US law enforcement unfairly targeted Muslim-Americans

A 214-page report found the FBI often targeted vulnerable individuals in sting operations, and subjected convicts to restrictive confinement..

US law enforcement unfairly targeted Muslim-Americans

World Bulletin / News Desk

Two leading rights groups alleged Monday that U.S. law enforcement agencies coerced, and in some cases paid, Muslim-Americans to plot terrorist attacks they were then prosecuted for.

Human Rights Watch and Columbia Law School’s Human Rights Institute investigated 27 of the nearly 500 federal terrorism cases since September 11, 2001, and uncovered tactics that question the U.S.’ counterterrorism practices.

“Since the September 11, 2001 attacks on New York and Washington DC, the United States government has failed to meet its international legal obligations with respect to its investigations and prosecutions of terrorism suspects, as well as its treatment of terrorism suspects in custody,” the report alleges.

Many of the cases involve law enforcement agencies sending an informant into a Muslim-American community who then targets individuals and suggests that they take part in terrorist activity, or encourages them to act.

While the cases do pose serious concerns over the U.S. counterterrorism efforts, they are not large enough to be considered a representative sample, said Andrea Prasow, deputy Washington director at Human Rights Watch and one of the three authors of the report, during a press conference following its release.

Still, the 214-page report found the FBI often targeted vulnerable individuals in sting operations, and subjected convicts to restrictive confinement.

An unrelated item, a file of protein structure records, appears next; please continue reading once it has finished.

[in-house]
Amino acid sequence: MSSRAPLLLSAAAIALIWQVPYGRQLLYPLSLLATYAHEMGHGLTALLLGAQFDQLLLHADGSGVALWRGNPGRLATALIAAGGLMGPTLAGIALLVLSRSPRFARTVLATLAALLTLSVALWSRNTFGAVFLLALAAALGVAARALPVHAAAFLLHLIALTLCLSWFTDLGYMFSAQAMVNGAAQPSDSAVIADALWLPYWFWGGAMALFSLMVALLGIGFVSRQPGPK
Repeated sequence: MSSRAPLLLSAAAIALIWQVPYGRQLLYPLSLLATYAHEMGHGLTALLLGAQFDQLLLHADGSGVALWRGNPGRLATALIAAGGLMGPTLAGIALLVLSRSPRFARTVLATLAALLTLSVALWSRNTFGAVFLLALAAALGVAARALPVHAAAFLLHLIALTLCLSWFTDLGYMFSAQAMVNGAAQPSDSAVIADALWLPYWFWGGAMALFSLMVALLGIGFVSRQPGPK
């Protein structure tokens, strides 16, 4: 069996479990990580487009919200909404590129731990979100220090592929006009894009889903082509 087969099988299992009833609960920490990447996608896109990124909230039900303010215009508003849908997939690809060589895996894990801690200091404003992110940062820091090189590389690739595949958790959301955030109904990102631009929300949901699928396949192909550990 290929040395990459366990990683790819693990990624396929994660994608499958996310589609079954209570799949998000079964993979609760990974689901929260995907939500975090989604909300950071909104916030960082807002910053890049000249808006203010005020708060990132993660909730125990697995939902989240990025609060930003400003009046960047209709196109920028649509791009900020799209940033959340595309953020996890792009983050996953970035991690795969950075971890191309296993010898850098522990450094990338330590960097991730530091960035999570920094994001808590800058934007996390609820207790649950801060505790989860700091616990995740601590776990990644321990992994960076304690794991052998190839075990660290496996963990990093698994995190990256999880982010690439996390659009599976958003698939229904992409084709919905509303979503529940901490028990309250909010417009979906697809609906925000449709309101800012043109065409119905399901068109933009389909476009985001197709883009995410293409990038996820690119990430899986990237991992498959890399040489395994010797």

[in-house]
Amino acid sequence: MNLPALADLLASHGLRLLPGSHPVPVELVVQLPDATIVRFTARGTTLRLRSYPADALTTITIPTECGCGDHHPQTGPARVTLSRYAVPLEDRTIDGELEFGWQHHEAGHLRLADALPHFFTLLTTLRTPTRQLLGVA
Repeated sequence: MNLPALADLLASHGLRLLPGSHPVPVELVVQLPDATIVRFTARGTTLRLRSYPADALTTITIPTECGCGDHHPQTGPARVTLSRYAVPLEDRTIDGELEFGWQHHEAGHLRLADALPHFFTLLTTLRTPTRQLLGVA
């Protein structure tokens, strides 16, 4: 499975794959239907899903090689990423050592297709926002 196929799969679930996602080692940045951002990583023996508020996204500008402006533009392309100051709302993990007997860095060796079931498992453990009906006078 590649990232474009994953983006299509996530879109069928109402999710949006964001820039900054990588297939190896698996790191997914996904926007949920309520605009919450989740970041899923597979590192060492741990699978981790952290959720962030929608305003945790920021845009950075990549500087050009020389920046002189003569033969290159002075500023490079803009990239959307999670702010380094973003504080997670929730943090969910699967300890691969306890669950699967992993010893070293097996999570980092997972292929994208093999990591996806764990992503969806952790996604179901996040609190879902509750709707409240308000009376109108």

“This report documents the targeting of the particularly vulnerable, those with mental or intellectual disabilities, the indigent, new converts to Islam who seek answers and instead find an undercover FBI agent,” said Prasow.

At least eight defendants in cases examined by the rights groups showed signs of mental or intellectual disability. In one such case NYPD informant Osama Eldawoody showed Shawahar Matin Siraj, whom his attorney said was more interested in cartoons than global affairs, graphic photos of abuses against Muslims. Upon seeing the pictures Siraj said he was “blinded” by emotions. Eldawoody told Siraj that he was terminally ill, which Siraj connected to his own father’s disability. A father-son relationship was cultivated between the two over time, and Siraj became eager to please Eldawoody. Eldawoody then began to plan an attack on the 34th Street subway station at Herald Square in New York City with Siraj and one of Siraj’s friends who was eventually diagnosed with paranoid schizophrenia.

While Siraj never fully agreed to the attack, he did say that he would have to ask his mother before carrying it out. A forensic psychologist who evaluated Siraj for sentencing said he “is susceptible to the manipulations and demands of others.”

When he was imprisoned at a facility in the U.S. state of Indiana, Siraj’s sister said his first request was access to the popular cartoon and videogame Pokemon – a far cry from the interests of a hardened terrorist. Indeed, Prasow said that in some cases such tactics may have created terrorists where originally there were none.

“But take a closer look and you realize that many of these people would never have committed a crime if not for law enforcement encouraging, pressuring and sometimes paying them to commit terrorist acts,” said Prasow in a release issued Monday.

Moreover, the 27 cases that the report investigated found that a climate of fear was created within the affected communities and beyond.

“The effect ripples within the community in ways that I couldn’t even imagine,” said Tariq Ismail, adviser to and former fellow with Columbia Law School's Human Rights Institute.

“People become afraid to discuss things that should be subjected to their community’s criticism as a way of dealing with the issues that we’re concerned about.”

Such activities have also impeded efforts by local, state and federal agencies to reach out to Muslim-American communities, said Prasow, “And in some cases these abusive practices have deterred community members from reaching out to law enforcement.”

Advanced copies of the report were sent to the FBI and U.S. Department of Justice before publication, but neither Human Rights Watch nor Human Rights Institute received any feedback.

Güncelleme Tarihi: 22 Temmuz 2014, 11:50
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